2. Appellee Family Tree's Title Claim

         [¶8] Appellee Family Tree Corporation (Family Tree) claims title to portions of the Section 7 minerals. In June 2010, Family Tree obtained certain of the Section 7 mineral interests by entering into an oil and gas lease.[2] In June 2014, additional Section 7 mineral interests were conveyed to Family Tree by a mineral grant deed.[3] The chain of title that led to Family Tree's lease and the mineral grant deed is as follows:

September 15, 1914: Warranty Deed from Union Pacific to Iowa Land and Livestock, granting the surface of Section 7 and purporting to reserve the Section 7 minerals.
December 9, 1918: Warranty Deed from Iowa Land and Livestock to U.G. John conveying all of Section 7 with no express reservation of the Section 7 minerals.
March 5, 1919: Minutes of county commissioners meeting reflecting the acceptance of the sale of the Section 7 minerals to Iowa Land and Livestock.
September 29, 1923: Warranty Deed from U.G. John and Frances John to Bell Livestock conveying all of Section 7 with no express reservation of the Section 7 minerals.
April 28, 1934: Warranty Deed from Bell Livestock to Howard S. Christensen conveying all of Section 7 with no express reservation of the Section 7 minerals.
March 2, 1949: Laramie County Commissioner's Deed conveying to Iowa Land and Livestock all Section 7 minerals.
November 4, 1969: Warranty Deed from Howard S. and Verna M. Christensen to Ray L. Alexander and Georgia Alexander conveying a parcel of Section 7 with no express reservation of minerals.
September 5, 1976: Warranty Deed from Howard S. Christensen to Edward E. Kopsa and Phyllis E. Kopsa, and Bill McIlvain and Ila McIlvain conveying a parcel of Section 7 with no express reservation of minerals.
September 29, 1976: Warranty Deed from Howard S. Christensen to Ray L. and Georgia L. Alexander conveying to them a second parcel of Section 7 with no express reservation of minerals.
June 23, 2003: Warranty deed from the Alexanders to the Alexander Revocable Trust conveying both their Section 7 parcels with no express reservation of minerals.
June 12, 2010: Paid-Up Oil and Gas Lease between Family Tree as lessee and Raymond and Georgia Alexander, Trustees of the Alexander Revocable Trust, as lessors, leasing the Alexander Section 7 parcels to Family Tree.
June 4, 2014: Mineral Grant Deed between Family Tree, as grantee, and Bill D. McIlvain and Ila M. McIlvain, as grantors, conveying one-half of their interest in the minerals underlying their Section 7 lands.

         3. Appellant Three Sisters' Title Claim

         [¶9] Appellant Three Sisters also claims an ownership interest in the Section 7 minerals and is aligned with Anadarko. In their joint summary judgment memorandum, Anadarko and Three Sisters explained Three Sisters' interest:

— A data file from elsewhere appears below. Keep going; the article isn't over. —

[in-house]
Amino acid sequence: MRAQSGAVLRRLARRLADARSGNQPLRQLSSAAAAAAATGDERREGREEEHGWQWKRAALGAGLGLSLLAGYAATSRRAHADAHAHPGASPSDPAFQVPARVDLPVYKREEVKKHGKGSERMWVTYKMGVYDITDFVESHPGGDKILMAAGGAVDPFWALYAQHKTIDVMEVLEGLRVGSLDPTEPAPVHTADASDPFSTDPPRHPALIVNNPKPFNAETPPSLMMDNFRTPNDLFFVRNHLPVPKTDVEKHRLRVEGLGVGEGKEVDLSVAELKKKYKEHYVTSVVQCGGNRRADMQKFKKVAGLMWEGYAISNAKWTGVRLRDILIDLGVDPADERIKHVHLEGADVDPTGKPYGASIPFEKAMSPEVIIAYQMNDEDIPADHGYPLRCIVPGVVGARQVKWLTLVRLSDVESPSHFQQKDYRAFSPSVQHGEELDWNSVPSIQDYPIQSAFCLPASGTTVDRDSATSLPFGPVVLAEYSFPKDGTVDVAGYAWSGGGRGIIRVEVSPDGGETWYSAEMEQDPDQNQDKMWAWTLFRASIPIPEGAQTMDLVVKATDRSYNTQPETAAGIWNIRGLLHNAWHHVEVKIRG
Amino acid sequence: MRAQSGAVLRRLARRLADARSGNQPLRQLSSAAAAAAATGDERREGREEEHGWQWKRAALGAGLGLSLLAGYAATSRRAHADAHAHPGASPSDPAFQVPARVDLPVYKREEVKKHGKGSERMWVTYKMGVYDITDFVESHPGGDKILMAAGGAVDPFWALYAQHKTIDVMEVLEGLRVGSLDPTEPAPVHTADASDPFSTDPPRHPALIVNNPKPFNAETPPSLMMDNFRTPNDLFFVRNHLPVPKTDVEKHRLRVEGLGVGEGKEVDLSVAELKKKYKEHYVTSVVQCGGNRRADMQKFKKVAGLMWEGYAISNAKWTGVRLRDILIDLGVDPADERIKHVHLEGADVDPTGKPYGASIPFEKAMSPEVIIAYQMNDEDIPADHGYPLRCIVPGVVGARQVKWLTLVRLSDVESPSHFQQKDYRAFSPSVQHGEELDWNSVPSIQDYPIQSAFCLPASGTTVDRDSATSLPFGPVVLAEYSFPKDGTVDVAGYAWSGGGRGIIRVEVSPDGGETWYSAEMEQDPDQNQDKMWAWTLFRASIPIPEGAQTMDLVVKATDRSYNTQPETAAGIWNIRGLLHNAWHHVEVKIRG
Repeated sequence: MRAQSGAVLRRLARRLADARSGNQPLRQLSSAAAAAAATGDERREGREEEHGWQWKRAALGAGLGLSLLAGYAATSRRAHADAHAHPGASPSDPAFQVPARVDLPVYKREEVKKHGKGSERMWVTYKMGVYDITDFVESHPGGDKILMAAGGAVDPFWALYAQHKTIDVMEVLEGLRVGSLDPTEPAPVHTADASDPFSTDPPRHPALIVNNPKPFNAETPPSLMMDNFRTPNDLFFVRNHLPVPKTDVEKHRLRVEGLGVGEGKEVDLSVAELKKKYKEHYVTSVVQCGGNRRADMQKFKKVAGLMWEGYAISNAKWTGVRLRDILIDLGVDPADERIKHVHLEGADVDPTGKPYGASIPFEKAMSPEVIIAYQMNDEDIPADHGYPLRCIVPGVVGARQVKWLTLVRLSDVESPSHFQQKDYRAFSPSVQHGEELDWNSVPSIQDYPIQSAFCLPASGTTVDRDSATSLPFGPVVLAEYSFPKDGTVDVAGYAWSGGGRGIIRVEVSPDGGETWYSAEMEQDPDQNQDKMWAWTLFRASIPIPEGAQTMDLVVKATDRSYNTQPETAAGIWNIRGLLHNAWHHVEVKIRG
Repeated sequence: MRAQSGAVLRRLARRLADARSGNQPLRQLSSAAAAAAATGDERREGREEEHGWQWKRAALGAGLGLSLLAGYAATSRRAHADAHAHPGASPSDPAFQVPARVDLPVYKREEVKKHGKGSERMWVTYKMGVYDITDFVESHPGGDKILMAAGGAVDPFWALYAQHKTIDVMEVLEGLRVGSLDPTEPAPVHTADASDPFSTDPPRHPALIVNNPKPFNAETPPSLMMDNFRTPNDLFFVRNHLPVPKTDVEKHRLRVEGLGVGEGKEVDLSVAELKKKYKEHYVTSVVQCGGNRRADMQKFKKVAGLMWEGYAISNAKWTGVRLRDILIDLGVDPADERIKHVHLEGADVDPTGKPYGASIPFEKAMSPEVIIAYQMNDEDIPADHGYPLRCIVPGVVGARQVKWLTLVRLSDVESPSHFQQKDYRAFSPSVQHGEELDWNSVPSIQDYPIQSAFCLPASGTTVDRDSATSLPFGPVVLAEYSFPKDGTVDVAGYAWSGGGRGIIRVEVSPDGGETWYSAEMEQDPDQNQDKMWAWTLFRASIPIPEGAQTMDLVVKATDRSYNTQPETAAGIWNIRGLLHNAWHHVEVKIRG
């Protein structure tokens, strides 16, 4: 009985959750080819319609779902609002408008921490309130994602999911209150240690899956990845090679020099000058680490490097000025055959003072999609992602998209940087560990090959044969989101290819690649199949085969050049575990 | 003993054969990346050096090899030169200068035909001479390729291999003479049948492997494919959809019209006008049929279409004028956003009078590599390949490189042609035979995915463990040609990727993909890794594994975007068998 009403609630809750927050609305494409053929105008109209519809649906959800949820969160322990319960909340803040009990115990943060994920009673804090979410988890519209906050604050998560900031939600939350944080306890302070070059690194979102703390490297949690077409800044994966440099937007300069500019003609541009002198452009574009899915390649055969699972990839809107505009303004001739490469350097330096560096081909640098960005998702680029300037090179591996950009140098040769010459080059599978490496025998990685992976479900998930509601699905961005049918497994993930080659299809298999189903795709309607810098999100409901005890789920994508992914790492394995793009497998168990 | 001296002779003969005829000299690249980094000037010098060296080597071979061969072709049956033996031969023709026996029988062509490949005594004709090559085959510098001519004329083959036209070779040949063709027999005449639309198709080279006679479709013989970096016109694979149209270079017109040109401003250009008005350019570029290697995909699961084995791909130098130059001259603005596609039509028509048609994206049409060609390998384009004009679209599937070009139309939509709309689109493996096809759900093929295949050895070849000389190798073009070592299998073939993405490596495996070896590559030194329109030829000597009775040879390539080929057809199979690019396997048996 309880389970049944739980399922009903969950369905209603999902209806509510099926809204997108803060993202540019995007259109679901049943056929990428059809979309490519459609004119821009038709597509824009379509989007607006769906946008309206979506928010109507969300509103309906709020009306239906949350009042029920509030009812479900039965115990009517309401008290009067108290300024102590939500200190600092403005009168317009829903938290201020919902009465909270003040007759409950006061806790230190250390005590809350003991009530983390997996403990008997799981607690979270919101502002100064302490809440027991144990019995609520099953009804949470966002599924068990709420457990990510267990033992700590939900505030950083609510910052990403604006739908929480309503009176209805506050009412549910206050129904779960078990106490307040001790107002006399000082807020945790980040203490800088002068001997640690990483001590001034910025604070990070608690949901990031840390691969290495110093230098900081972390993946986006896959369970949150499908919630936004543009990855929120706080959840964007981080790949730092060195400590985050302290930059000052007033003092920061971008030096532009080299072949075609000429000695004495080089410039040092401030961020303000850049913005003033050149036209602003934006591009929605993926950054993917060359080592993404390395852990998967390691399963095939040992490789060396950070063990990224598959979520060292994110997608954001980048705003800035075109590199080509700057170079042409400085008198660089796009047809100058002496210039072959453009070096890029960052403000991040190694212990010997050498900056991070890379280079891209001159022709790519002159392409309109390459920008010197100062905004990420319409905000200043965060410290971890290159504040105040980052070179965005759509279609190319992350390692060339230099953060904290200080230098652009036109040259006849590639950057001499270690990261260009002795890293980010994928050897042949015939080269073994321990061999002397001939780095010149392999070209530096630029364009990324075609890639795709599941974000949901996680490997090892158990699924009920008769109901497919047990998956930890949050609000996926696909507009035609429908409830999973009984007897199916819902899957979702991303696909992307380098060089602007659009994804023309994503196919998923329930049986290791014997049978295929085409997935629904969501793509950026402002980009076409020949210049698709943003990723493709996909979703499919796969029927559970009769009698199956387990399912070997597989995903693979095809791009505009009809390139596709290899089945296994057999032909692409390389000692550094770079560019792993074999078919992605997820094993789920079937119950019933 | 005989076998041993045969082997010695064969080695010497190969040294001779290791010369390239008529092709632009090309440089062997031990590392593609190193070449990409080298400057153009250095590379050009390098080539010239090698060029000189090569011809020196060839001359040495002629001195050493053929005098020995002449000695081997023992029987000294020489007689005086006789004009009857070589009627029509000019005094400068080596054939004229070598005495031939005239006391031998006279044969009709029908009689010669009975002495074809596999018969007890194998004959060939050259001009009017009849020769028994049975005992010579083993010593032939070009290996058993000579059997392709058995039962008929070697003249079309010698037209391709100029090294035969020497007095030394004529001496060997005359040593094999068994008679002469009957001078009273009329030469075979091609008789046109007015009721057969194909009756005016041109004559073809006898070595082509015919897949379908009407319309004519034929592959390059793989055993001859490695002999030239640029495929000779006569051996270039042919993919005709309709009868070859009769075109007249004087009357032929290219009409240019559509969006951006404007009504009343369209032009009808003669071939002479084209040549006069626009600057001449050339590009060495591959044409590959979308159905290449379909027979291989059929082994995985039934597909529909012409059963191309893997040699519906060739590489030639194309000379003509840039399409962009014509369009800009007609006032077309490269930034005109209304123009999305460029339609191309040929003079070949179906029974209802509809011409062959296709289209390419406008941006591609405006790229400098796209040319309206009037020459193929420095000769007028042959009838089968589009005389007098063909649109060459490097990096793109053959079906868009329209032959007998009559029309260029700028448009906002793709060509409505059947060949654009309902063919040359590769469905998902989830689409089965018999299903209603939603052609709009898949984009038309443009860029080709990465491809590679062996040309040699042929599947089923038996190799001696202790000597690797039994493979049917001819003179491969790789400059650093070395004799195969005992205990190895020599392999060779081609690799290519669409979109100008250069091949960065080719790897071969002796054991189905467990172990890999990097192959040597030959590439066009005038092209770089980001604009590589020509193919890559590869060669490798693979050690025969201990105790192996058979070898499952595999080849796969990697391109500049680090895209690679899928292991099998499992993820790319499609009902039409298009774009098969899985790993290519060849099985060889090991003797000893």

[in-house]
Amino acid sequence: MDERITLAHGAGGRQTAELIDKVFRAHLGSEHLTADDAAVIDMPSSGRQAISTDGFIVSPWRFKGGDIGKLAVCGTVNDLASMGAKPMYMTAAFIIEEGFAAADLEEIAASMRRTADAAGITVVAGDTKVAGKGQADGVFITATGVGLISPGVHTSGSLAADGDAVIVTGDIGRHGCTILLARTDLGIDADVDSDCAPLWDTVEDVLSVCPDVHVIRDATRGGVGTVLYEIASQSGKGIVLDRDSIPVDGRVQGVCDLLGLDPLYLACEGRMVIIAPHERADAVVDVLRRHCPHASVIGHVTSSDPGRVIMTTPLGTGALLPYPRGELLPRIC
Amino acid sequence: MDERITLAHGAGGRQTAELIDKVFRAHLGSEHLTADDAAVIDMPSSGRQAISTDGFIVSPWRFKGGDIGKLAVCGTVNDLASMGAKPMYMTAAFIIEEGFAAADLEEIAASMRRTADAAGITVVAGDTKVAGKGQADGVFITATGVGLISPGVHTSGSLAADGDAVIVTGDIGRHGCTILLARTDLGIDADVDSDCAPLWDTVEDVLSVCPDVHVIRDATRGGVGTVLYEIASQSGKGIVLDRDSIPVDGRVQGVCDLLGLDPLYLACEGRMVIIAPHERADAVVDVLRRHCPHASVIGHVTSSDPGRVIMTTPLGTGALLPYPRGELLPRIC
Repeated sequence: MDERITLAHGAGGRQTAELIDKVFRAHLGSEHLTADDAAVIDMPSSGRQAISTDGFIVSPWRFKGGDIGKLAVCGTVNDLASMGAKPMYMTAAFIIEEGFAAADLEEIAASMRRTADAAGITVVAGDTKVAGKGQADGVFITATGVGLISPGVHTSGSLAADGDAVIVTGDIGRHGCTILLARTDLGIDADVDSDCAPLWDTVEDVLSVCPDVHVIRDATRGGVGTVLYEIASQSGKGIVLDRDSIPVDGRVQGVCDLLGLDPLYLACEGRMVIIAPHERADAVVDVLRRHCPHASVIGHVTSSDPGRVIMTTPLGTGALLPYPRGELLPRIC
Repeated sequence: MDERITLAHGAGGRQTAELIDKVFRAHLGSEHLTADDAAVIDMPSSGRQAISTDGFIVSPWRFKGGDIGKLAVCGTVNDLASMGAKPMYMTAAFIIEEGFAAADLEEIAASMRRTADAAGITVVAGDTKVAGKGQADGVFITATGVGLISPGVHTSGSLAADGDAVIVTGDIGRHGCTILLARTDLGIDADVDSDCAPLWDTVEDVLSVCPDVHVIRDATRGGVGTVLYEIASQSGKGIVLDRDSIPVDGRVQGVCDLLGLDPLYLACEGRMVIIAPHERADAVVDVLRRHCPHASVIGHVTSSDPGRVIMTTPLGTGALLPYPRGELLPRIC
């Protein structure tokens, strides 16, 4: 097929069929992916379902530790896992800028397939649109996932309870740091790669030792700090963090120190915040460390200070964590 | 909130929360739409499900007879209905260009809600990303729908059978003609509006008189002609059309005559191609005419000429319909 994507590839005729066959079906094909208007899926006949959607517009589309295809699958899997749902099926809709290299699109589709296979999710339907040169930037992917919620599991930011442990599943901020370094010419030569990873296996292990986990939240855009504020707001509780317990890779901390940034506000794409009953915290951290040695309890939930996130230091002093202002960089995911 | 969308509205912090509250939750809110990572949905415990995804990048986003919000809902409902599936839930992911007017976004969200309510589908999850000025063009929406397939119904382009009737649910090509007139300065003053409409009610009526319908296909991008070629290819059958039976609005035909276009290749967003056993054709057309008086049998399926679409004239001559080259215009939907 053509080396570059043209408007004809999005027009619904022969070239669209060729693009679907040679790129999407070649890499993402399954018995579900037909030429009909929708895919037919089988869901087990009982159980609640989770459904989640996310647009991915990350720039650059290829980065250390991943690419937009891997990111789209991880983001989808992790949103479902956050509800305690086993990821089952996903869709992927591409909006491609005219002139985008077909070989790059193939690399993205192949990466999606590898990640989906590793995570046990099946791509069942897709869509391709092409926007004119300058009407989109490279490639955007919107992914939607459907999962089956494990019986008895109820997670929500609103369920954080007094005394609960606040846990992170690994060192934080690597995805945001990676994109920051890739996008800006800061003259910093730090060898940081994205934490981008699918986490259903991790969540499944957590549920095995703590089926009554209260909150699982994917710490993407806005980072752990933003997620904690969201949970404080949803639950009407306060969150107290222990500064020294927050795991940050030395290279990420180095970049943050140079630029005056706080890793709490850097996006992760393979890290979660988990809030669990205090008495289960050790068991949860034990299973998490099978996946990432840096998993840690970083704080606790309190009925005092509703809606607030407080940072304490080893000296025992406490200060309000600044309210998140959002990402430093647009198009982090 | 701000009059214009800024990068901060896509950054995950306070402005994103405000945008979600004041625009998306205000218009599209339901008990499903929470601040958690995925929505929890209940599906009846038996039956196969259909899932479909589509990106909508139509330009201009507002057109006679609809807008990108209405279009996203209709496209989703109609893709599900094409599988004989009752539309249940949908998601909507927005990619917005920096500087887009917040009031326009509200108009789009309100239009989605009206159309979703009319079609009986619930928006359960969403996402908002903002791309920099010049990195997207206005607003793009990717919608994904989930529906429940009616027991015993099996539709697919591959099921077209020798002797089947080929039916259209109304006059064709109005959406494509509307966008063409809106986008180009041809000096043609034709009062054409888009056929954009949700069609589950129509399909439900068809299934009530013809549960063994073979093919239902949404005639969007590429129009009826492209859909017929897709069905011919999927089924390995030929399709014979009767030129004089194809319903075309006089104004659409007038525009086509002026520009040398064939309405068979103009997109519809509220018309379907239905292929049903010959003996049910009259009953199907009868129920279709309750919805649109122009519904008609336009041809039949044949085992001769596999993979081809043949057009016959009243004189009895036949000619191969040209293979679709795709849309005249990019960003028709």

[O]n April 20, 2001, RME Land Corporation entered into a Settlement Agreement with Three Sisters, LLC whereby each party quitclaimed to the other all rights, title, and interests necessary to vest in each other an undivided ½ interest in the mineral estate of the Property. The Settlement Agreement was recorded on July 17, 2001 in the office of the County Clerk of Laramie County, Wyoming at Book 1601, Page 163. * * * *
It is important to note that prior to the April 20 2001, Settlement Agreement between RME Land Corporation and Three Sisters, LLC, Three Sisters claimed it was the successor in interest to Iowa Land & Livestock Company and thus owned the mineral estate of the Property by virtue of the 1949 Commissioners' Deed. RME did not dispute that Three Sisters was the successor to Iowa Land & Livestock Company. However, it did dispute Three Sisters' claim to the mineral estate. Rather than incur the substantial cost of litigation, RME and Three Sisters came to the Settlement Agreement which was duly executed and recorded in the office of the County Clerk of Laramie County, Wyoming[.][4]

         [¶10] Family Tree hired a landman, Maggie Atkinson, to trace the ownership of their mineral interests. In an affidavit, Ms. Atkinson explained her findings with respect to Three Sisters' claimed interest in the Section 7 minerals:

36. At no time in all my research, aside from the 2001 Settlement Agreement, did I find any conveyance to Three Sisters. I found no quitclaim, warranty, or other deed in the chain of title for Section 7 wherein Three Sisters was a grantee of any rights, other than their inclusion on the 2001 Settlement Agreement contained at Book 1601, Page 163.